In contrast to the simple rigid process model, the DCM application solution does not rely on a predefined process, instead the case moves through loosely coupled states. Users of a DCM application, called case workers, view the information stored in and linked to a case as historical content to drive activity to a close. This means they deliberate on the case, employ human judgment to recognize and handle variation and even selectively make “in-flight” changes to default processes for specific cases. Also, the case worker may initiate several sub-processes in parallel. Instead of each case worker being a specialist in one part of the process, they are generalists able to direct often considerable resources toward the case resolution.
A DCM platform must include functional components not seen in a simple case management system including:
- business process management (BPM)
- rule and event engines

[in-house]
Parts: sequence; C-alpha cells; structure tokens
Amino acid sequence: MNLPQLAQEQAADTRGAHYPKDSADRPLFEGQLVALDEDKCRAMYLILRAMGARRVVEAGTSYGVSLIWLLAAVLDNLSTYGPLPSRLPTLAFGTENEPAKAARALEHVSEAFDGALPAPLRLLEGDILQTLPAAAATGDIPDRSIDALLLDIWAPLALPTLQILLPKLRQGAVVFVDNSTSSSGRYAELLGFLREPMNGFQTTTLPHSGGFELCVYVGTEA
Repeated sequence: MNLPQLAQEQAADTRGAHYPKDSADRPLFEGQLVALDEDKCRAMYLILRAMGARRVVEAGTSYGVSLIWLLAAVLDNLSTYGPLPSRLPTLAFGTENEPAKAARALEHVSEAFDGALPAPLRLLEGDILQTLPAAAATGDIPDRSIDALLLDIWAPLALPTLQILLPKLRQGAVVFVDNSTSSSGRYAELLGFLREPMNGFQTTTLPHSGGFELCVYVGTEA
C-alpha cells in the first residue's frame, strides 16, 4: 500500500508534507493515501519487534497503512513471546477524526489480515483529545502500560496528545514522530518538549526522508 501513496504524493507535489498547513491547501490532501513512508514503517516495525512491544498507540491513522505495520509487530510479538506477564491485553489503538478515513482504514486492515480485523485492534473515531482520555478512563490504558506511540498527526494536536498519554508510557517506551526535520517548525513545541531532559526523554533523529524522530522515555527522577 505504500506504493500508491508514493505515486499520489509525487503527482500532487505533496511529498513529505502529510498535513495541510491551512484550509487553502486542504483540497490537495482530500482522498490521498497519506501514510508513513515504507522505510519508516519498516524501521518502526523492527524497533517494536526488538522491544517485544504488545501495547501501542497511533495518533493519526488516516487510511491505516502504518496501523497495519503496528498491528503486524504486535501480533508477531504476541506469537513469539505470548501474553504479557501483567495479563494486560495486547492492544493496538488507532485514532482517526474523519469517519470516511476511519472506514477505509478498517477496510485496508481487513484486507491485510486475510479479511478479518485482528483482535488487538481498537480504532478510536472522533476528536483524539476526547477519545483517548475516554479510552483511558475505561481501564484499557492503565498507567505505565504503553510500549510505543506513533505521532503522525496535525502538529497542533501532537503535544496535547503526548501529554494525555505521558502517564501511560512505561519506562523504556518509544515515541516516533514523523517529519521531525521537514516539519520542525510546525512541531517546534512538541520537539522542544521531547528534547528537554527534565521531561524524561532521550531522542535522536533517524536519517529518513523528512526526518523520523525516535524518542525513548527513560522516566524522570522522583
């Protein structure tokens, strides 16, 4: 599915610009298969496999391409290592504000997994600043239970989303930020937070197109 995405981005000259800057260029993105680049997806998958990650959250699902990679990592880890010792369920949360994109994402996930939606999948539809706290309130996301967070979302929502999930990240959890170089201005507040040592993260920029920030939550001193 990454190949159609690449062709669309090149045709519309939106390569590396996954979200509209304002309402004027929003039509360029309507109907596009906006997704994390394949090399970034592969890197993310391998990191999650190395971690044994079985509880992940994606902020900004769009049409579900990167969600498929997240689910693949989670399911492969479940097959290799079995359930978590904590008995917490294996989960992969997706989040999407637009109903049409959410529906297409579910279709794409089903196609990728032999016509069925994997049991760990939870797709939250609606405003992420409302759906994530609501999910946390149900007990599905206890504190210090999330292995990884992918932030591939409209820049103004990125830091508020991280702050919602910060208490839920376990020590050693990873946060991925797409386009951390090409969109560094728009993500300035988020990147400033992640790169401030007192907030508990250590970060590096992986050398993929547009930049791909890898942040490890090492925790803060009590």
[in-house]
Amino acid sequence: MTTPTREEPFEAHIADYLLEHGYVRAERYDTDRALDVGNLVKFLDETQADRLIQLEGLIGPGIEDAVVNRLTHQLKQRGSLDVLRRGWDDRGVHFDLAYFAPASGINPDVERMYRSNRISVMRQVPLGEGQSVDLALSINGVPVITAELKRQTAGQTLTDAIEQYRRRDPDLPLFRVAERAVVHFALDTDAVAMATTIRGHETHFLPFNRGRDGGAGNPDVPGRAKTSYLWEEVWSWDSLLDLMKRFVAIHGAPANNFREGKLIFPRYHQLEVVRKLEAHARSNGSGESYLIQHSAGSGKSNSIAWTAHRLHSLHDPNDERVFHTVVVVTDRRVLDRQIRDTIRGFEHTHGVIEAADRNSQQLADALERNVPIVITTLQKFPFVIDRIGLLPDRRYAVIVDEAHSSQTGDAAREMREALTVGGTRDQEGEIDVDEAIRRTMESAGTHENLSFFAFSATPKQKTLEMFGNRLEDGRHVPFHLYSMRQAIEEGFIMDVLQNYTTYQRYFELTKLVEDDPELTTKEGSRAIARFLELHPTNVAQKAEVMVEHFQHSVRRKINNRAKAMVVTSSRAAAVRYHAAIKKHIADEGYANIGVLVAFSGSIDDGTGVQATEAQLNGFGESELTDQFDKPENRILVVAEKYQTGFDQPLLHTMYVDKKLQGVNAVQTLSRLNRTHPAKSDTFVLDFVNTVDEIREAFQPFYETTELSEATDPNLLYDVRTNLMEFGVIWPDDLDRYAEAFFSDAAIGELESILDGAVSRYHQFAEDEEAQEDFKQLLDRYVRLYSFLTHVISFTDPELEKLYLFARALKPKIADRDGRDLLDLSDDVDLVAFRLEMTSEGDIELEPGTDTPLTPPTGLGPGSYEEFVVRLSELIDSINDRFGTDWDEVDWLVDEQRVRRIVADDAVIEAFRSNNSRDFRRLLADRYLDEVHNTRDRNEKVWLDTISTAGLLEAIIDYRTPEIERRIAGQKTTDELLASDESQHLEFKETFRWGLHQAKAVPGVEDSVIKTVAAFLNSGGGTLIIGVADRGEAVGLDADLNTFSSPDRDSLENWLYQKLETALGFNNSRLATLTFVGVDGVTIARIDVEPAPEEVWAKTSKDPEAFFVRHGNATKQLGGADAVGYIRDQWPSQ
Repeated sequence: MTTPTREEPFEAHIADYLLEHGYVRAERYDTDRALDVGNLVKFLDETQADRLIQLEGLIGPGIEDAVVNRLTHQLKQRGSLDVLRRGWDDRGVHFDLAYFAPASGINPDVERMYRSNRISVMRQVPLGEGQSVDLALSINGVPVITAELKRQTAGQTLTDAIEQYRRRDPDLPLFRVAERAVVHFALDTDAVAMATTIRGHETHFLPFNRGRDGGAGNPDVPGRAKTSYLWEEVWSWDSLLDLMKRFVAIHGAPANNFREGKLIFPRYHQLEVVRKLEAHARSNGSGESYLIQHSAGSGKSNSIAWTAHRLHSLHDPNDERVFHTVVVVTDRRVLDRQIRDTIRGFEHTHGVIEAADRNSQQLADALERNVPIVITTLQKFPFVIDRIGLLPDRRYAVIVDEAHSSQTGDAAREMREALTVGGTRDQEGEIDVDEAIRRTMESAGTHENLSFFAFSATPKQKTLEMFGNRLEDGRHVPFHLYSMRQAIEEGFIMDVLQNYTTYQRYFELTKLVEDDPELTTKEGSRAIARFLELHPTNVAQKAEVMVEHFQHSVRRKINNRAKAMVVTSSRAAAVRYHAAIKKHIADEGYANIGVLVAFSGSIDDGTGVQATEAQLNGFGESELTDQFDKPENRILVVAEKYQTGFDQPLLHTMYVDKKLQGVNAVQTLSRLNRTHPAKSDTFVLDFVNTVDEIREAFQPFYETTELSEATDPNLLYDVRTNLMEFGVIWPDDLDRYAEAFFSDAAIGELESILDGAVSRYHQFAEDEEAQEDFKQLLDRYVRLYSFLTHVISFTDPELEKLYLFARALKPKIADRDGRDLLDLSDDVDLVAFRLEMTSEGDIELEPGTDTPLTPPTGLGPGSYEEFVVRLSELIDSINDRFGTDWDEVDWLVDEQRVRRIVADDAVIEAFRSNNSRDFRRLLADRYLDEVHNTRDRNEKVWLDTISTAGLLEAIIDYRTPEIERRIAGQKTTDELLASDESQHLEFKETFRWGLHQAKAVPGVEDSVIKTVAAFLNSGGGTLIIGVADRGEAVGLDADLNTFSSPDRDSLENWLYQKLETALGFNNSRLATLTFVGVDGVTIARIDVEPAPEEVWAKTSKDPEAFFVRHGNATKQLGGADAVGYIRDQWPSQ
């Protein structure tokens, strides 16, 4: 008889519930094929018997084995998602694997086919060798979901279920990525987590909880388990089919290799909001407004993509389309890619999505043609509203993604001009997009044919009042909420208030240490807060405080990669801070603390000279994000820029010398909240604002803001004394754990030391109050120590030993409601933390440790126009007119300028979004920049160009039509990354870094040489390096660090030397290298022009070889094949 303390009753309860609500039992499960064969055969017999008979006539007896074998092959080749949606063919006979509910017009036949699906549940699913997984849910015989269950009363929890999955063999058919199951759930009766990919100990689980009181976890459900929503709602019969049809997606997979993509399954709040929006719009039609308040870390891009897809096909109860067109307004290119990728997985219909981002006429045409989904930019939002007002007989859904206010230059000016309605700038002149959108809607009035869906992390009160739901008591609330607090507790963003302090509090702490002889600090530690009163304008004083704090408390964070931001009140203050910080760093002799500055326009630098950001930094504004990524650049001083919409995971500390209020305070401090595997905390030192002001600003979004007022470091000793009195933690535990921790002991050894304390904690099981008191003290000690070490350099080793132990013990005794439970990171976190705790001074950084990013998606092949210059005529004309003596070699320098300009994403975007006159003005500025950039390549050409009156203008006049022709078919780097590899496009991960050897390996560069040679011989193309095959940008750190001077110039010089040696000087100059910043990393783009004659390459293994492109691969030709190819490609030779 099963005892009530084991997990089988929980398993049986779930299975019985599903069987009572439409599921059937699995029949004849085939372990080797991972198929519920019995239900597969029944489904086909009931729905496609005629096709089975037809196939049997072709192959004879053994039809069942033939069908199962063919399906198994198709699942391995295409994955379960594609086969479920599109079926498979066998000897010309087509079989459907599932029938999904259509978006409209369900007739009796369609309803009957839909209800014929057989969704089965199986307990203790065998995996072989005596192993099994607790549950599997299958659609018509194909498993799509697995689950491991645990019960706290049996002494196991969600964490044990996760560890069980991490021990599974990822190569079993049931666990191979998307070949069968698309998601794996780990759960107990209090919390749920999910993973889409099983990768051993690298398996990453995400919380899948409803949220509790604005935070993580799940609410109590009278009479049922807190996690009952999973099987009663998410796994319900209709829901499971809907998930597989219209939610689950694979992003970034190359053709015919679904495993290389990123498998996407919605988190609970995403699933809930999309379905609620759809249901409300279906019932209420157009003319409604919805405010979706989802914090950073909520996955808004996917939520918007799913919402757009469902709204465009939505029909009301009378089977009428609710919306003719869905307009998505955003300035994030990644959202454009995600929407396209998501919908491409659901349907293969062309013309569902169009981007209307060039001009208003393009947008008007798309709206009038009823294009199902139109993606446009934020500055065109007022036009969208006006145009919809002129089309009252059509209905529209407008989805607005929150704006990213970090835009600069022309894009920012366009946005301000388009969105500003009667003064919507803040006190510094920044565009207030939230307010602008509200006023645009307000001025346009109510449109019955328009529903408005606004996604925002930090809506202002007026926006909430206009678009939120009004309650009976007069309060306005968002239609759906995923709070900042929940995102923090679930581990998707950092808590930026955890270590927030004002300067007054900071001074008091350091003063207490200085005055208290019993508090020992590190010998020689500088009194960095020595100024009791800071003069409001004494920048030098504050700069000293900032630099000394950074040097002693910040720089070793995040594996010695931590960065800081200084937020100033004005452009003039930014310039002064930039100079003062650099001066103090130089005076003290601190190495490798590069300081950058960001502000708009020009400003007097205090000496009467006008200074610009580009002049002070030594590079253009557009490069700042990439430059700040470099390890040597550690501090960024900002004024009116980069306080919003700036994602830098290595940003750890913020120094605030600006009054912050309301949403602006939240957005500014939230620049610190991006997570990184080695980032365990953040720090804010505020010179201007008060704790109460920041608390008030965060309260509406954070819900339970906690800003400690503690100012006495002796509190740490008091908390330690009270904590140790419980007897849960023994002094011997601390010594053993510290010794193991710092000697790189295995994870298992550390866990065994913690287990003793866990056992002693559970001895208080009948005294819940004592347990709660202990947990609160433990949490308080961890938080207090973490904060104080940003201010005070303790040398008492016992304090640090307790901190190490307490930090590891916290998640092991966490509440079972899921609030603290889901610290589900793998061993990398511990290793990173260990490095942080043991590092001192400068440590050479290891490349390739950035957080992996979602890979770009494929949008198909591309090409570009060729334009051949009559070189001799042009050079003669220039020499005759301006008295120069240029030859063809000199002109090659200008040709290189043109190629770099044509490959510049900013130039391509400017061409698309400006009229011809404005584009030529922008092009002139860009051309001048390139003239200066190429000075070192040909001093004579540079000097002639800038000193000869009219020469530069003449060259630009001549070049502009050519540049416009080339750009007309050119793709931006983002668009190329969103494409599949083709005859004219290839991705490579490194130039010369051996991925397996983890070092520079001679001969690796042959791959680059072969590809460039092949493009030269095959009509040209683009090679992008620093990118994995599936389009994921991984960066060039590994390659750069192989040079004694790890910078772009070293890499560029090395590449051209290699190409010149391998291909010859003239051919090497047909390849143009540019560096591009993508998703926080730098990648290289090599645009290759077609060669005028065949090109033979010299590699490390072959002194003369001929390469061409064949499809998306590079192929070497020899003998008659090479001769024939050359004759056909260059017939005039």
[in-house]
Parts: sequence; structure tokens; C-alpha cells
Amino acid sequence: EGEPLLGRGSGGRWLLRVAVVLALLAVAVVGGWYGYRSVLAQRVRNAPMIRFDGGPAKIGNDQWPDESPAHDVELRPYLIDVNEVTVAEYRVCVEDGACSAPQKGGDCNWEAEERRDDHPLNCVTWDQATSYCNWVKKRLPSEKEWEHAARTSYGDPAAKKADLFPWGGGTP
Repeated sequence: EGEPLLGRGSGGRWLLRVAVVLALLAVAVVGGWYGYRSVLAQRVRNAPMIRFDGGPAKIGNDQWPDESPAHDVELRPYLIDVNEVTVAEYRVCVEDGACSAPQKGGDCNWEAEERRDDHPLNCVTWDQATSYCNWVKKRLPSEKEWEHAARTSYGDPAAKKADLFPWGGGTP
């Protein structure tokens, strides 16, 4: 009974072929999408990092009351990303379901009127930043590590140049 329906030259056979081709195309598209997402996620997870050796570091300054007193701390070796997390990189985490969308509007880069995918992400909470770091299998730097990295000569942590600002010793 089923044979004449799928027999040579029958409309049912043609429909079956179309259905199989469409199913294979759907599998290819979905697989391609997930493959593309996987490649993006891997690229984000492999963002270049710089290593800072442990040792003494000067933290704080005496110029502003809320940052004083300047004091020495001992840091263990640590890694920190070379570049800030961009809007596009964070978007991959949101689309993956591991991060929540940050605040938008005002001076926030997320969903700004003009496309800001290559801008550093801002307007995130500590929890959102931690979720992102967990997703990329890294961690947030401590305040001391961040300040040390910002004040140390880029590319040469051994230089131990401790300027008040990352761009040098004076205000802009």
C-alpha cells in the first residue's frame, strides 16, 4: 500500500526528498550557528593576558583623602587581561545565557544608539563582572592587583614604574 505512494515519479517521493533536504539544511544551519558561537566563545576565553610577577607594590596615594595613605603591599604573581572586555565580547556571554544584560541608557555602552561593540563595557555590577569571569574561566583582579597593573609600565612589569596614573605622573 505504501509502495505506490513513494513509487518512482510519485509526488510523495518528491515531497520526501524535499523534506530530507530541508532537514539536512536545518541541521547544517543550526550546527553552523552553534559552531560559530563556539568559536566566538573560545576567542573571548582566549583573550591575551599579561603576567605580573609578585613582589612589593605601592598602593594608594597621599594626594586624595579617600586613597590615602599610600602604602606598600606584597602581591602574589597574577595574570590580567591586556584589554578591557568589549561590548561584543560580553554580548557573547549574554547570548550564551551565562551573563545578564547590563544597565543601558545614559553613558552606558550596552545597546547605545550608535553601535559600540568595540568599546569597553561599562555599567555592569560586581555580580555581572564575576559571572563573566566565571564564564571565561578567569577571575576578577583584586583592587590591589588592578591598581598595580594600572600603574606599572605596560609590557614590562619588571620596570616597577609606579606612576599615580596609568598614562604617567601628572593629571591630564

- enterprise content management (ECM)
- advanced analytics
- pattern recognition
- skill management and work sampling
- case definition templates
- version control
- security mechanisms balancing control and adaptability
Figure 3 Dynamic Case Management As Loosely Coupled States from Forrester (September 2011)
There are a number of well-regarded specialist vendors of DCM which feature proprietary architectures (see references). As with other IT products, those with proprietary product architectures get an early lead and help to define the category. In the long run though, open architectures become more successful. Given a well-defined application architecture model for DCM, it is possible to assemble a DCM application from commodity components. The effect is less expensive for the customer to deploy the needed functionality without becoming locked in to a single vendor.